Liverpool report pre-tax loss and debt increase amid new stand development

<span>Fans attend the FA Cup tie between <a class="link " href="" data-i13n="sec:content-canvas;subsec:anchor_text;elm:context_link" data-ylk="slk:Liverpool;sec:content-canvas;subsec:anchor_text;elm:context_link;itc:0">Liverpool</a> and Southampton.</span><span>Photograph: Jon Super/AP</span>
Fans attend the FA Cup tie between Liverpool and Southampton.Photograph: Jon Super/AP

Liverpool made a pre-tax loss of £9m in 2022-23 when their wage bill increased to £373m and turnover remained static at £594m, the club’s latest accounts reveal.

Media revenue and match-day revenue fell in a season where Jürgen Klopp’s team made early exits from the Champions League, FA Cup and Carabao Cup. Liverpool’s turnover and finances remained stable, however, thanks to commercial revenue rising to a record £272m. A £25m increase on 2021-22’s figures means commercial revenue is the biggest revenue source of Liverpool’s three main income streams.

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Liverpool’s wage bill accounts for almost 63% of turnover and continues an upward trend that has seen staff costs rise by 79% from £208m to £373m since 2018. Media revenue fell by £19m to £242m and match-day revenue decreased by £7m to £80m as a disappointing season resulted in fewer TV appearances and fewer games at Anfield compared with the quadruple-chasing campaign of 2021-22.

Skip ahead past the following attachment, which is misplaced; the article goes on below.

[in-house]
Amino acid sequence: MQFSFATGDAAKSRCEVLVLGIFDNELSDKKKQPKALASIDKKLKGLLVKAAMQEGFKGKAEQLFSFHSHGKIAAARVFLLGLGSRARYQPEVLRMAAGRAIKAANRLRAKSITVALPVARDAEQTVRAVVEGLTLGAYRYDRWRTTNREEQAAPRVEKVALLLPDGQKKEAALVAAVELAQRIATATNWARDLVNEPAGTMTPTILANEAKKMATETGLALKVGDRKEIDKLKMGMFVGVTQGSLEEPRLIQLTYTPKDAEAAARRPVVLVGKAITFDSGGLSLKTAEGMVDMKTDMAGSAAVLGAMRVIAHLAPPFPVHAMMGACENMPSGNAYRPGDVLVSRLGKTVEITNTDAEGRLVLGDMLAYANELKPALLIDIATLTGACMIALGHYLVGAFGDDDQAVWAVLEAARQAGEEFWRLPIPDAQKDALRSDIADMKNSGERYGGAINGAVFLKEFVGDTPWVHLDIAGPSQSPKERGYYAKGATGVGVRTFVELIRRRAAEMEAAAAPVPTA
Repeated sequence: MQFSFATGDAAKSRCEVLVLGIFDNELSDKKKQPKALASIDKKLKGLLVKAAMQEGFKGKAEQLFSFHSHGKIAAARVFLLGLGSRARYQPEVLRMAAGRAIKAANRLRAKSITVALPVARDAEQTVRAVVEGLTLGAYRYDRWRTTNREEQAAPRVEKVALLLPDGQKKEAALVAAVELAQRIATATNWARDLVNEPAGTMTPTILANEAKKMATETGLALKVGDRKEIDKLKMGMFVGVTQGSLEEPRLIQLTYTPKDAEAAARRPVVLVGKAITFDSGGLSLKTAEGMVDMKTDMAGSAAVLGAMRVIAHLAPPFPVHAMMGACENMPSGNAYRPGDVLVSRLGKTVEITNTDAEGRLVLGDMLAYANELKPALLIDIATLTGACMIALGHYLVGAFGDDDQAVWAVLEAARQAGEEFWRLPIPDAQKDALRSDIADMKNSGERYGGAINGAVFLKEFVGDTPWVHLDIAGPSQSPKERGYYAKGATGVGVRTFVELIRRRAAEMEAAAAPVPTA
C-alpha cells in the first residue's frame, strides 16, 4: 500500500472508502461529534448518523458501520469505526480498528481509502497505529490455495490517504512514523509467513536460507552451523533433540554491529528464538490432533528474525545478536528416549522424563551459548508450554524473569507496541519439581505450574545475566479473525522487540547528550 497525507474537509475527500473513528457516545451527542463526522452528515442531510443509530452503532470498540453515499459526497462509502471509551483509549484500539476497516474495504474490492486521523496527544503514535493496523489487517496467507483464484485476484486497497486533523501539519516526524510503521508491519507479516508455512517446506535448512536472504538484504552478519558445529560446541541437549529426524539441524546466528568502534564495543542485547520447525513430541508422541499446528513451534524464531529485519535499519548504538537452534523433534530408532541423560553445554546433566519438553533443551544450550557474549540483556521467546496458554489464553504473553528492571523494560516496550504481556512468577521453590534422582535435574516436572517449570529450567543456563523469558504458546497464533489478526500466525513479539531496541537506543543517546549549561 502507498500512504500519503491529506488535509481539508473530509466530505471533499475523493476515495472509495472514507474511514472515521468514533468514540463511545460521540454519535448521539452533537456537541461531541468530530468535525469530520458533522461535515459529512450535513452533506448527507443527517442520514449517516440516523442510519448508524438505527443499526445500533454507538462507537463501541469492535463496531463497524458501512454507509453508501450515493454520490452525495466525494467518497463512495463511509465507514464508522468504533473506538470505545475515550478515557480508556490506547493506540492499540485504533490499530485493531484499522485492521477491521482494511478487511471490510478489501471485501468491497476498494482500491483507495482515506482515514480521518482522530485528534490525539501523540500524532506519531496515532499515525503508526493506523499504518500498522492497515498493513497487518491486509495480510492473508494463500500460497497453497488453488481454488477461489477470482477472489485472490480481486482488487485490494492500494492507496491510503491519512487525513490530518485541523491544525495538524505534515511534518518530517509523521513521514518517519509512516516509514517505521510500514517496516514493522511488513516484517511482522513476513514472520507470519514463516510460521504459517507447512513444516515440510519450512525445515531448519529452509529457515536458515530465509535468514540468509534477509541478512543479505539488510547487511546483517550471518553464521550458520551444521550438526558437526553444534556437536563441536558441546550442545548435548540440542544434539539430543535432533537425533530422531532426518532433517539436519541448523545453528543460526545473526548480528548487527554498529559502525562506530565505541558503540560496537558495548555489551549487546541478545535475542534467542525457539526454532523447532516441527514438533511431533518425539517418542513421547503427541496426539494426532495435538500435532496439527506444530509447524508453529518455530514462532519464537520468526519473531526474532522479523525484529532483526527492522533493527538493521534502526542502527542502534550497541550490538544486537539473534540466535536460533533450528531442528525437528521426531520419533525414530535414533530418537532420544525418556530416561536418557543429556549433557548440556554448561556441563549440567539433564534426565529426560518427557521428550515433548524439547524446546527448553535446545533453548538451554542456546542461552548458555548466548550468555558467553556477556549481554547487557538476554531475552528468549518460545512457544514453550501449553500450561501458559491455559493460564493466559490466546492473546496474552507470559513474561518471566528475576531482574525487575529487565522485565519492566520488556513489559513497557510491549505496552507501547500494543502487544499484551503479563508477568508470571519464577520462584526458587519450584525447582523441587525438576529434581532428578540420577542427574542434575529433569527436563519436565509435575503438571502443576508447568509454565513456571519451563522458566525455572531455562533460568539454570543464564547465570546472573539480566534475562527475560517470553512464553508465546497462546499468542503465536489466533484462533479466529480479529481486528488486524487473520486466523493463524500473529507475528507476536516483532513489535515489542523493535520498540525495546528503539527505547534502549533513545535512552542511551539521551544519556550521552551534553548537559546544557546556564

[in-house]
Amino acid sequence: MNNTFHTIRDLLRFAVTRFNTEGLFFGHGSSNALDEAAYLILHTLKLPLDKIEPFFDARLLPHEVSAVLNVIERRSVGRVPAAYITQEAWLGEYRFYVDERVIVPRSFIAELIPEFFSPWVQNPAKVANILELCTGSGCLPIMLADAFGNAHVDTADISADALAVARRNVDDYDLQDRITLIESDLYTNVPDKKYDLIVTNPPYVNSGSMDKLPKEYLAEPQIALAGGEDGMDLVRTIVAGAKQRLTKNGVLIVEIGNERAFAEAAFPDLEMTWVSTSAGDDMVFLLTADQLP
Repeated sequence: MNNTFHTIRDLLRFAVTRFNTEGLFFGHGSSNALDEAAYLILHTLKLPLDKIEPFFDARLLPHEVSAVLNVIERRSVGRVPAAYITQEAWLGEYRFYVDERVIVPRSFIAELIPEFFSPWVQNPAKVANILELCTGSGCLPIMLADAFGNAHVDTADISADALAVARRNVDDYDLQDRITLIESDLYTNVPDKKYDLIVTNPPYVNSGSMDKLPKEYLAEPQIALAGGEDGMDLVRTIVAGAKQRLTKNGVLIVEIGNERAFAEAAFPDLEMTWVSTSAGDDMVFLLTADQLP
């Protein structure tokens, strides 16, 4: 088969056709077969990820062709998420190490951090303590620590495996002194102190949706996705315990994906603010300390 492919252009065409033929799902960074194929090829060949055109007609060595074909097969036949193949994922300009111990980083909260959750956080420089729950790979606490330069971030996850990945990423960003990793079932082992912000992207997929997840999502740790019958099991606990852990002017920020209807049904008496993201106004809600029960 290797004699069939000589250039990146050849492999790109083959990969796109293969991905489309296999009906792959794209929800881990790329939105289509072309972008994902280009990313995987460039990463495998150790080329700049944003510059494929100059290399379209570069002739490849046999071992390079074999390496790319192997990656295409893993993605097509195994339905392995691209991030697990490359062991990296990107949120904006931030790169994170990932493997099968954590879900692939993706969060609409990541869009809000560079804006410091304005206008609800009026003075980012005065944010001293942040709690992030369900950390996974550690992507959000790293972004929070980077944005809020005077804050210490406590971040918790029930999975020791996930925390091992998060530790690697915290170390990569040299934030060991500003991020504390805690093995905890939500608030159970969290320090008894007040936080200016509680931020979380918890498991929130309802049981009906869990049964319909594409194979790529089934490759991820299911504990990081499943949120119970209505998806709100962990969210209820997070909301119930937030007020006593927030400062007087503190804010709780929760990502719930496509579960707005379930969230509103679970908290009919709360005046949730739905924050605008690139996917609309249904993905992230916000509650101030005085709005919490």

Commercial growth was achieved through a lucrative pre-season tour of Thailand and Singapore, partnership deals, record retail figures with seven club stores opening across Asia, and 350,000 downloads of a new LFC store app. The club has signed blue-chip sponsorship deals with Peloton, UPS and Google Pixel since the 2022-23 reporting period.

The latest accounts cover the financial year when Liverpool signed Darwin Núñez and Cody Gakpo, sold Sadio Mané, Divock Origi, Neco Williams and Takumi Minamino, and renewed 21 player contracts, including the biggest deal in the club’s history for Mohamed Salah.

Liverpool’s managing director, Andy Hughes, said: “Operating this great club in a financially sustainable manner and in accordance with football’s governing principles has been our priority since FSG acquired LFC in 2010. Despite the significant growing costs of football, the success of our commercial operations demonstrates the strength of our underlying financial position so we can continue to operate sustainably while competing at the highest levels of football. Having the ability to grow our controllable income streams is a crucial part of our long-term plans which enables us to continue reinvesting both on and off the pitch to support both our men’s and women’s teams ambitions.”

Liverpool’s bank debt rose by £49m to £123m due to the construction of the new Anfield Road stand. The £80m redevelopment will increase Anfield’s capacity to just over 61,000.